Make an Incredible Shrinking Necklace

comments (2) September 1st, 2008     

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Jen_W Jennifer Worick, contributor
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Make a funky necklace in your toaster oven!
You may already have most of these supplies on hand.
Use a compass or another round item like a drinking glass or lid to trace your circles.
Use regular rubber stamps to create a distinctive pattern or image on your shrink plastic.
Use a hole punch to create holes for your jump ring. Dont worry; they will shrink up to tiny but workable holes.
Placing your shrink plastic between layers of parchment paper will prevent the plastic from curling onto itself.
Make a funky necklace in your toaster oven!

Make a funky necklace in your toaster oven!

Photo: Jennifer Worick

I loved me some Shrinky Dinks when I was a little one, so I geeked out when I realized that I could play with shrink plastic again, this time with more grown-up results. I’ve been making earrings and necklaces like crazy. Here’s a simple project to get your feet wet and your shrink plastic hot. It won’t take long before you’re hooked.

I like using the classic Shrinky Dinks “Frosted Ruff n’ Ready” plastic. It gives you a nice translucent white quality to your pieces. There are others on the market that will give you a thicker result, but since we are layering pieces, the thinner original stuff works great.

You’ll need:

  • 1 sheet Shrinky Dinks “Frosted Ruff n’ Ready”
  • metal compass or 2 different-sized round templates (could use drinking glasses or medicine bottles)
  • pencil
  • 2 large rubber stamps of your choice
  • 2 StazOn solvent ink pads (I chose Timber Brown and Forest Green, and Blazing Red and Jet Black)
  • sharp scissors
  • paper punch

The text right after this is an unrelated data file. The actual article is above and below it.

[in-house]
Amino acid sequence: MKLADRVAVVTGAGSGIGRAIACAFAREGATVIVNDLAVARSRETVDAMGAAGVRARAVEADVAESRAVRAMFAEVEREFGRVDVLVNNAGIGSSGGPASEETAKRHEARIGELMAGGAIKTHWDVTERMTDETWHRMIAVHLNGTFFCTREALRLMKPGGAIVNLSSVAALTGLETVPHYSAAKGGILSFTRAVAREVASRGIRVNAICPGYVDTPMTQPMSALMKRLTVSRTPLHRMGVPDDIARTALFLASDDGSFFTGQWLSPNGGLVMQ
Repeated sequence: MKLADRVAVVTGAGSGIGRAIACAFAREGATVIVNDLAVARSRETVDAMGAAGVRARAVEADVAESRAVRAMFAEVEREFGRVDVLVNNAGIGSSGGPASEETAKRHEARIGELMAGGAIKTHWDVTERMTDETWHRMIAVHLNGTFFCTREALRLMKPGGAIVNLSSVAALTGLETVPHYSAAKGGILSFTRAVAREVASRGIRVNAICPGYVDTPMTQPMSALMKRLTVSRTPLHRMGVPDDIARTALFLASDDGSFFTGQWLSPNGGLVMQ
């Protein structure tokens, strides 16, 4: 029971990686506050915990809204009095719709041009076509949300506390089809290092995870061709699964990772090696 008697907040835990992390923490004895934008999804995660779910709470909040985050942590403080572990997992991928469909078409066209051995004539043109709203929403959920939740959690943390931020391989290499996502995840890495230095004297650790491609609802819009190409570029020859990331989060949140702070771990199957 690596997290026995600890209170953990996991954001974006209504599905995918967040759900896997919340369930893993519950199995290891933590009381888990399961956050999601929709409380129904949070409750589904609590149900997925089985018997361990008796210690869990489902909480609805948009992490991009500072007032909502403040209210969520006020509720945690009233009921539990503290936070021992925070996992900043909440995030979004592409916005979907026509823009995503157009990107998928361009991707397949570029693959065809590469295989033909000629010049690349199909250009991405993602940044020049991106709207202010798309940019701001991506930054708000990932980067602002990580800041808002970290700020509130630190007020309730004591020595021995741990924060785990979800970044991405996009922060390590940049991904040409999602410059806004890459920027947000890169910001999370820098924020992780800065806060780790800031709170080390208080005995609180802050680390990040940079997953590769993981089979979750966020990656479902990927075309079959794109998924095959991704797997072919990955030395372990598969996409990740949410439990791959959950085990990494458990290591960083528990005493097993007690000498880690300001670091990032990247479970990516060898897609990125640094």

• 2 small sheets of parchment paper
  • 2 small sheets of thick cardboard
  • 1 large binder clip
  • toaster oven or oven
  • tongs
  • 7mm jump ring
  • clear nail polish or glue
  • chain of your choice

Step 1: Preheat your oven or toaster oven to 325°F. Begin by shaping your pieces. Shrink plastic will shrink to 1/3 or 1/2 of the original size, so you might not be able to accurately gauge the reduction at first, but that’s part of the fun. With a metal compass or different-sized lids, glasses, or medicine bottles, trace two different-sized circles on your shrink plastic with a pencil. I used a compass and traced a circle with a 1-1/2-inch radius (that’s 3 inches across) and a 1-inch radius (2 inches across).

Step 2: Before cutting out your disks, you’ll want to stamp the shrink plastic. I use StazOn ink pads because the ink is permanent and won’t wash off after the shrinking process. With the “rough” side of the plastic facing up, stamp a pattern on your plastic with a large rubber stamp. Allow to dry thoroughly.

Step 3: Cut out your disks, taking care to cut just on the inside of the pencil tracing, so that you eliminate the pencil marks. Now with a normal paper punch, punch a hole in each disk, the same distance from the edge. After I punched the first disk, I lined up the second disk and the hole punch over the first hole so that they were both punched the same distance from the edge. Make sense?

Step 4: Now you’re ready to shrink. Place two pieces of small parchment paper over your cardboard and clip both pieces to one side with a binder clip. Place the disks between the sheets of parchment paper so that they are not touching. The parchment layers will prevent your plastic from curling onto itself during the shrink process.

Step 5: Slip your cardboard tray into the oven and keep an eye on it. After about 20 seconds it will start curling; this indicates that the shrinking has begun. It will writhe and curl and eventually flatten back out. Wait until it has completely settled down and remove the cardboard with tongs (it will be hot). Place another piece of cardboard on top of your tray and press down. This will help ensure that your disks are flat. Allow them to cool off for a minute or so before removing them from the parchment.

Step 6: Using a pair of flat-nosed pliers, twist open a large jump ring, slip the two disks onto the ring, and close the ring. Add a dab of clear nail polish or glue to the join and allow to dry. Now slip your pendant onto your favorite chain (I fancy a 16-inch ball chain) and wait for the compliments to roll in, not to mention the gasps of astonishment when you modestly admit you made it…out of Shrinky Dinks.

posted in: Jewelry, necklace, tutorial, pendant, shrink plastic

Comments (2)

dany4bec writes: Parchment worked great! especially for long or large pieces, thanks for the tip!
Posted: 3:47 pm on September 15th
ArtsiBitsi writes: My circles aren't very circular after shrinking. I don't know what shape they are -- maybe elliptical.

Any advice?
Posted: 1:53 pm on September 3rd
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